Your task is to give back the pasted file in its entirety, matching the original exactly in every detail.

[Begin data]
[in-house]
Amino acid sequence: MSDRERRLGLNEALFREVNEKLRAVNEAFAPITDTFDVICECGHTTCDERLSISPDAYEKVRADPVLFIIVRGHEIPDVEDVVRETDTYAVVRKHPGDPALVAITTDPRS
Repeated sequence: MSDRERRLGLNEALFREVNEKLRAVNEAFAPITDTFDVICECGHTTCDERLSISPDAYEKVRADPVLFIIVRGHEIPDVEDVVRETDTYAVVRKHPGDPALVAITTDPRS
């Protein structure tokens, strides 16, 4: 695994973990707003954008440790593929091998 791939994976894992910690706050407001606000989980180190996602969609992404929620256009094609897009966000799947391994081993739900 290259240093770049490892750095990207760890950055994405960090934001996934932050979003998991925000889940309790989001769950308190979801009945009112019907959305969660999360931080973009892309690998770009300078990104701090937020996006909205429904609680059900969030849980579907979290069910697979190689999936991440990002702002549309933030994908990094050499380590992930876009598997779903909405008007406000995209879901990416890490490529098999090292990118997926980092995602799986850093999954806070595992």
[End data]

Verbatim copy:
[in-house]
Amino acid sequence: MSDRERRLGLNEALFREVNEKLRAVNEAFAPITDTFDVICECGHTTCDERLSISPDAYEKVRADPVLFIIVRGHEIPDVEDVVRETDTYAVVRKHPGDPALVAITTDPRS
Repeated sequence: MSDRERRLGLNEALFREVNEKLRAVNEAFAPITDTFDVICECGHTTCDERLSISPDAYEKVRADPVLFIIVRGHEIPDVEDVVRETDTYAVVRKHPGDPALVAITTDPRS
């Protein structure tokens, strides 16, 4: 695994973990707003954008440790593929091998 791939994976894992910690706050407001606000989980180190996602969609992404929620256009094609897009966000799947391994081993739900 290259240093770049490892750095990207760890950055994405960090934001996934932050979003998991925000889940309790989001769950308190979801009945009112019907959305969660999360931080973009892309690998770009300078990104701090937020996006909205429904609680059900969030849980579907979290069910697979190689999936991440990002702002549309933030994908990094050499380590992930876009598997779903909405008007406000995209879901990416890490490529098999090292990118997926980092995602799986850093999954806070595992």